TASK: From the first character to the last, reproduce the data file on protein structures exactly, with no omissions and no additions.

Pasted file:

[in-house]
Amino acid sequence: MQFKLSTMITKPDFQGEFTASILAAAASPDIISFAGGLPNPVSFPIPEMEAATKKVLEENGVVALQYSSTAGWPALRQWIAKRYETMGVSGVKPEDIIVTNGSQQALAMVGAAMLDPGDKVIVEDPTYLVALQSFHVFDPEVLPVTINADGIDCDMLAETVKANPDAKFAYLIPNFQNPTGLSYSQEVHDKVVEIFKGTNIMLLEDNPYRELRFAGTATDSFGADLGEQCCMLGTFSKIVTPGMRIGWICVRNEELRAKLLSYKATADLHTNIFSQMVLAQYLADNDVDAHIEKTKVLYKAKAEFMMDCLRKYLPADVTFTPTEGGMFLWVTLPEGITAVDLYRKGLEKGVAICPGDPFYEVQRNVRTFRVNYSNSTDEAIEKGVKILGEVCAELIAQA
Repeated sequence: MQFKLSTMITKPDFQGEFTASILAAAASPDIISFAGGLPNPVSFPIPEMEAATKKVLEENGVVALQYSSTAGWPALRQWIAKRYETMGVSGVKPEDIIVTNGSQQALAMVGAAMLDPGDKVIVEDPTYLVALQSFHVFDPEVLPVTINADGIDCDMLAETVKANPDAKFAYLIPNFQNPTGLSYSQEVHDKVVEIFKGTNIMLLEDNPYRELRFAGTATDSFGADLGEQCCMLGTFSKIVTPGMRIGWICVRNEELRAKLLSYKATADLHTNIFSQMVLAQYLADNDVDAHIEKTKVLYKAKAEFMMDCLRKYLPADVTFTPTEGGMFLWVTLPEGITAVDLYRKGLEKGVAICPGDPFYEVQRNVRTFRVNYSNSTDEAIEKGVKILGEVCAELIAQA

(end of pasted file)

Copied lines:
[in-house]
Amino acid sequence: MQFKLSTMITKPDFQGEFTASILAAAASPDIISFAGGLPNPVSFPIPEMEAATKKVLEENGVVALQYSSTAGWPALRQWIAKRYETMGVSGVKPEDIIVTNGSQQALAMVGAAMLDPGDKVIVEDPTYLVALQSFHVFDPEVLPVTINADGIDCDMLAETVKANPDAKFAYLIPNFQNPTGLSYSQEVHDKVVEIFKGTNIMLLEDNPYRELRFAGTATDSFGADLGEQCCMLGTFSKIVTPGMRIGWICVRNEELRAKLLSYKATADLHTNIFSQMVLAQYLADNDVDAHIEKTKVLYKAKAEFMMDCLRKYLPADVTFTPTEGGMFLWVTLPEGITAVDLYRKGLEKGVAICPGDPFYEVQRNVRTFRVNYSNSTDEAIEKGVKILGEVCAELIAQA
Repeated sequence: MQFKLSTMITKPDFQGEFTASILAAAASPDIISFAGGLPNPVSFPIPEMEAATKKVLEENGVVALQYSSTAGWPALRQWIAKRYETMGVSGVKPEDIIVTNGSQQALAMVGAAMLDPGDKVIVEDPTYLVALQSFHVFDPEVLPVTINADGIDCDMLAETVKANPDAKFAYLIPNFQNPTGLSYSQEVHDKVVEIFKGTNIMLLEDNPYRELRFAGTATDSFGADLGEQCCMLGTFSKIVTPGMRIGWICVRNEELRAKLLSYKATADLHTNIFSQMVLAQYLADNDVDAHIEKTKVLYKAKAEFMMDCLRKYLPADVTFTPTEGGMFLWVTLPEGITAVDLYRKGLEKGVAICPGDPFYEVQRNVRTFRVNYSNSTDEAIEKGVKILGEVCAELIAQA